After a four game skid of massive proportions (by the defending champ's standards), the Lakers got back on the winning side of things with an unbridled beatdown at the Sacramento Kings' expense. Does that thrashing equal a righted ship? This week provides four bodies of evidence one way or the other. As always, the results will be interesting.
GAME OF THE WEEK
Wednesday @Clippers, 7:30
My first gander at Blake Griffin up close and in the flesh during a game officially counted towards an NBA regular season? You better believe I'm stoked! There are better players in the NBA than the Clipper rookie, but graded on the scale of excitement potential, he may very well be the reigning big kahuna for The Assocation.
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Seriously, Tiago. Get out of the way.
Covering the Lakers day in and day out often leaves me with disappointingly little time to just kick back and watch other teams play on a regular basis. Even a local team like the Clippers can be a viewing challenge. Thanks to the power of Twitter, however, I never miss a Griffin highlight. Every move by the kid sends the Tweetosphere into "bananas" overdrive. Particularly his dunks, so powerful and elevated the descriptions feel cartoonish. (Think if people had more than 140 characters at their disposal.) If I didn't know for a fact Griffin was a real person, he could very well be written off as an urban legend. A Sidd Finch or Lochness monster for the 21st century Internet age. It's just impossible to thrill at such a high rate, right?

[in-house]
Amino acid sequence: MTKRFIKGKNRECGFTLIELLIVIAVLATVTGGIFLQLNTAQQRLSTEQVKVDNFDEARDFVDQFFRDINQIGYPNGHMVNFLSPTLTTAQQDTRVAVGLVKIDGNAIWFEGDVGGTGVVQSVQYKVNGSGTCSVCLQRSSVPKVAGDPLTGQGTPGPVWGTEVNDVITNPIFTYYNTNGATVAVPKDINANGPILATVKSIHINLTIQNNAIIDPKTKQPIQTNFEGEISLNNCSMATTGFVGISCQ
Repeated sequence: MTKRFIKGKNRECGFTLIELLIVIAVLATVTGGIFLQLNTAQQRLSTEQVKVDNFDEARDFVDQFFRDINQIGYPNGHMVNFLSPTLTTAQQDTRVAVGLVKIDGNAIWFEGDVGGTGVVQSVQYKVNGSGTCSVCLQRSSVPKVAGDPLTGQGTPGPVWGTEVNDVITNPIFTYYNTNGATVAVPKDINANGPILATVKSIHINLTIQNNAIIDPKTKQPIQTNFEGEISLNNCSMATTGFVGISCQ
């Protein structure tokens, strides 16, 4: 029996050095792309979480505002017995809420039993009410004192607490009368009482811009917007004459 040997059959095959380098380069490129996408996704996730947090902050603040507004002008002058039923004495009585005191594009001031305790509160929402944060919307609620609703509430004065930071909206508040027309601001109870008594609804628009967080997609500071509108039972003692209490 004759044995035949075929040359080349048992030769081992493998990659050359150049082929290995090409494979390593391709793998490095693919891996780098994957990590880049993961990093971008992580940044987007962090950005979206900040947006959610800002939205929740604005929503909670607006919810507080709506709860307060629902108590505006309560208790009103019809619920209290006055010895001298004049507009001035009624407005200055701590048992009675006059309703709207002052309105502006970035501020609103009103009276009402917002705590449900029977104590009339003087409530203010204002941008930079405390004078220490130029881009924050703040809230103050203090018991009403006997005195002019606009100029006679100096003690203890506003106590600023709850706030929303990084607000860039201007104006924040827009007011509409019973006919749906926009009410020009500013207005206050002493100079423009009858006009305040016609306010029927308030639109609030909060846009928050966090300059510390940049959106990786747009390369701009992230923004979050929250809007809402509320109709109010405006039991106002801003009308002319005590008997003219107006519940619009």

Seeing is believing, and I can't wait to believe from inside the building.
In the meantime, the Clippers as a team offer some interesting wrinkles. For starters, their improved play over the last couple of weeks. Upon snapping a nightmarish nine-game losing streak, the Clips have played .500 ball, highlighted by wins over the Hornets and Spurs. They're also playing with more fire and solidarity, evidenced by the ejections for Brian Cook and Craig Smith (among other dustups) during Sunday's loss in Portland.